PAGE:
“Facing” Reality but Remaining Hopeful for Artifact SETI Within the Solar System: A Critical Analysis of the “Face on Mars”

Is it possible that a civilization could have existed on Mars long enough to monitor the development of the terrestrial species Homo sapiens, recognize its burgeoning intellect and future greatness, and so think to construct a replica of its face out of the geology of their world, all the while leaving no other evidence of their existence into the present era? Or alternatively, is it possible that the solar system has been visited by an extrasolar intelligence who studied the terrestrial biota remotely from the Martian surface for untold eons and thought to construct a human face on Mars, leaving no other traces? These are the kinds of solutions that one would have to invoke to explain the “Face on Mars” feature in the Cydonia region of Mars imaged by the Viking orbiter in 1976. In 1988, Carlotto performed an digital imagery analysis of this unusual feature in an attempt to preclude all unnatural explanations, which he at the end admits that he was unable to do. The complexity of these solutions brings to mind one of the truth assessment protocols utilized in science, the Occam’s Razor. If two competing theories to explain some natural phenomon are equally good, then the one that should be accepted is the one which makes less assumptions. While not universally applicable, it has historically and in many cases shown its effectiveness, as in, for example, the case of explaining the retrograde motions of heavenly bodies based on a heliocentric model rather than on a geocentric model with added epicycles. No, I think it is probably a lot easier to conclude that humans are exceptionally well-equipped with pattern recognition abilities, especially of the facial kind, and that we have anthropomorphically projected this face onto an otherwise completely natural geologic feature on the surface of Mars. In his 1995 book The Demon Haunted World, the astronomer Carl Sagan treated this exact possibility in a rather jocular manner:

“Occasionally, a vegetable or a pattern of wood grain or the hide of a cow resembles a human face. There was a celebrated eggplant that closely resembled Richard M. Nixon. What shall we deduce from this fact? Divine or extraterrestrial intervention? Republican meddling in eggplant genetics? No. We recognize that there are large numbers of eggplants in the world and that, given enough of them, sooner or later we’ll come upon one that looks like a human face, even a very particular human face.”

That is, there were and are a variety of other surface features on Mars and based on the stochastic nature of surface geomorphology it is plain to see that at least a few of them would have features that we would identify as potentially human. In fact, others have pointed out that there exists a multitude of other face-like features on Mars as well, but which did not, for unknown reasons, garner the same amount of attention and scrutiny as the one at Cydonia. The Cydonian face is probably just an example of human credulity and willingness to suspend traditional conventions in the domain of the apparently supernatural. Sagan further writes:

“There was an unfortunate dismissal of the feature by a project official as a trick of light and shadow, which prompted a later accusation that NASA was covering up the discovery of the millennium. A few engineers, computer specialists and others – some of them contract employees of NASA – worked on their own time digitally to enhance the image. Perhaps they hoped for stunning revelations. That’s permissible in science, even encouraged – as long as your standards of evidence are high. Some of them were fairly cautious and deserve to be commended for advancing the subject. Others were less restrained, deducing not only that the Face was a genuine, monumental sculpture of a human being, but claiming to find a city nearby with temples and fortifications. From spurious arguments, one writer announced that the monuments had a particular astronomical orientation – not now, though, but half a million years ago – from which it followed that the Cydonian wonders were erected in that remote epoch. But then how could the builders have been human? Half a million years ago, our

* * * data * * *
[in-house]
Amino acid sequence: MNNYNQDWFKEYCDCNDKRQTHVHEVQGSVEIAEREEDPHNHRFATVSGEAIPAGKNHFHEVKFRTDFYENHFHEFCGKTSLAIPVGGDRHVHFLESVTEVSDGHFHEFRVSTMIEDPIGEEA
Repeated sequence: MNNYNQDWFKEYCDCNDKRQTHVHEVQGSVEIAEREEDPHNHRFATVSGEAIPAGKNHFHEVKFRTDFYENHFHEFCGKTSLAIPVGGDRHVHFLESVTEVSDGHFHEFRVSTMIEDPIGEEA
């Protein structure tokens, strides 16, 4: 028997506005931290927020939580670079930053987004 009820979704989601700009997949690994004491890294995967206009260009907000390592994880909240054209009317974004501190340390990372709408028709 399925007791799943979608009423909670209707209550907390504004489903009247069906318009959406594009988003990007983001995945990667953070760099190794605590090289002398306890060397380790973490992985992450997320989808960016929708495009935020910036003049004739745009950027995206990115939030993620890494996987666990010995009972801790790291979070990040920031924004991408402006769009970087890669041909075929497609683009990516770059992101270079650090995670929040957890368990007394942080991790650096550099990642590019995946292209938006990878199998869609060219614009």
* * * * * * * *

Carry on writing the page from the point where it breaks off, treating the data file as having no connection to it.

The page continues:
ancestors were busy mastering stone tools and fire. They did not have spaceships. . . Is the Face a remnant of a long-extinct human civilization? Were the builders originally from Earth or Mars? Could the Face have been sculpted by interstellar visitors stopping briefly on Mars? Was it left for us to discover? Might they also have come to Earth and initiated life here? Or at least human life? Were they, whoever they were, gods? Much fervent speculation is evoked.”

As is made clear by these ruminations, much conjecture and fanciful leaps of imagination must be invoked to explain the face when venturing outside of the mundane and routine. It was later shown in a subsequent orbital mission to Mars in 2001 that the Cydonian face had substantially eroded due to surface weathering and presently hardly resembles anything human. This paper is important because although it is a demonstration of our weakness and failure to remain steadfastly objective in the face (pun intended) of something of potentially grave importance, it does also show that our knowledge of the surfaces of solar system bodies is not exhaustive. We don’t know whether there could actually be an object in the solar system for whom the most plausible explanation is extraterrestrial in origin. Therefore, there is a place for SETI even within missions to bodies in our own solar system to establish conclusively whether or not our solar system has been visited by an extraterrestrial probe or emissary.

Author: Alan

Hi, I'm a first year graduate student in the Penn State Department of Astronomy and Astrophysics and the Center for Exoplanets and Habitable Worlds.